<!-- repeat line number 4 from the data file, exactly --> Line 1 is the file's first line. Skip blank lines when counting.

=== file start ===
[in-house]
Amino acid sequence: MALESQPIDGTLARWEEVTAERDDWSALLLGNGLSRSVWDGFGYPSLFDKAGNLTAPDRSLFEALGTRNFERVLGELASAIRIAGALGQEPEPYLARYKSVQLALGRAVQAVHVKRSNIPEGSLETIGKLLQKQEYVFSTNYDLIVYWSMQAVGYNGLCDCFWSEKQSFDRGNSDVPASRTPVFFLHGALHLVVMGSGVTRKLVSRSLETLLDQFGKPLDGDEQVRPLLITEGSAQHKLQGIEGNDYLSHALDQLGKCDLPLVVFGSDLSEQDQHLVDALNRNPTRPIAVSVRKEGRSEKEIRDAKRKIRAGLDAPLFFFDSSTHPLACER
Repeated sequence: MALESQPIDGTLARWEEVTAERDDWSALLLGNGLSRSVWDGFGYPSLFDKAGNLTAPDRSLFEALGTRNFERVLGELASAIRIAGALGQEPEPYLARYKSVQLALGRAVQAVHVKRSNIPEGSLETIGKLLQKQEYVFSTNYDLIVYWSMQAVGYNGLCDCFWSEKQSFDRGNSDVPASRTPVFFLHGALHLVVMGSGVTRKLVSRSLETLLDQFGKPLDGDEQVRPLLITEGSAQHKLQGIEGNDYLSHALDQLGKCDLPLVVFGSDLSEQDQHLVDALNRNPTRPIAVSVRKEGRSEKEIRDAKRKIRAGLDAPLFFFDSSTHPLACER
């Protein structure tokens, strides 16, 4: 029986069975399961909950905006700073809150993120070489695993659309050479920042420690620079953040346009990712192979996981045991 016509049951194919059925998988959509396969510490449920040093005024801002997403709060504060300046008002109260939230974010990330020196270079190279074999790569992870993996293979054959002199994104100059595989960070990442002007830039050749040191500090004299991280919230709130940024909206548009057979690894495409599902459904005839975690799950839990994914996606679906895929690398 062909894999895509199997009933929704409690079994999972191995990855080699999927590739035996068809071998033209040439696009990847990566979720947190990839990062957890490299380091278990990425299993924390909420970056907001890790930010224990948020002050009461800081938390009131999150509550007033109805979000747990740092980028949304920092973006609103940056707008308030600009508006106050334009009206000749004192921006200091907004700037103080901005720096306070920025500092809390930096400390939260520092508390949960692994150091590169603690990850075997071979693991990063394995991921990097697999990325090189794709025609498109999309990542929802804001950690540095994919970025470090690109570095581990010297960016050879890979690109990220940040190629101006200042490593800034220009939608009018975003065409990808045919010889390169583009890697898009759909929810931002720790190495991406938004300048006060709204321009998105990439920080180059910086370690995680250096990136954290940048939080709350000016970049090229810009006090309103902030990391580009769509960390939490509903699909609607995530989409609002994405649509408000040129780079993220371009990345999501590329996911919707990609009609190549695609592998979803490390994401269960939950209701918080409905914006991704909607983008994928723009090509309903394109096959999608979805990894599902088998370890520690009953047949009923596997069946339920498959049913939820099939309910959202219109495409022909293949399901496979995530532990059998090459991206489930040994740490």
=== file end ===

């Protein structure tokens, strides 16, 4: 029986069975399961909950905006700073809150993120070489695993659309050479920042420690620079953040346009990712192979996981045991 016509049951194919059925998988959509396969510490449920040093005024801002997403709060504060300046008002109260939230974010990330020196270079190279074999790569992870993996293979054959002199994104100059595989960070990442002007830039050749040191500090004299991280919230709130940024909206548009057979690894495409599902459904005839975690799950839990994914996606679906895929690398 062909894999895509199997009933929704409690079994999972191995990855080699999927590739035996068809071998033209040439696009990847990566979720947190990839990062957890490299380091278990990425299993924390909420970056907001890790930010224990948020002050009461800081938390009131999150509550007033109805979000747990740092980028949304920092973006609103940056707008308030600009508006106050334009009206000749004192921006200091907004700037103080901005720096306070920025500092809390930096400390939260520092508390949960692994150091590169603690990850075997071979693991990063394995991921990097697999990325090189794709025609498109999309990542929802804001950690540095994919970025470090690109570095581990010297960016050879890979690109990220940040190629101006200042490593800034220009939608009018975003065409990808045919010889390169583009890697898009759909929810931002720790190495991406938004300048006060709204321009998105990439920080180059910086370690995680250096990136954290940048939080709350000016970049090229810009006090309103902030990391580009769509960390939490509903699909609607995530989409609002994405649509408000040129780079993220371009990345999501590329996911919707990609009609190549695609592998979803490390994401269960939950209701918080409905914006991704909607983008994928723009090509309903394109096959999608979805990894599902088998370890520690009953047949009923596997069946339920498959049913939820099939309910959202219109495409022909293949399901496979995530532990059998090459991206489930040994740490």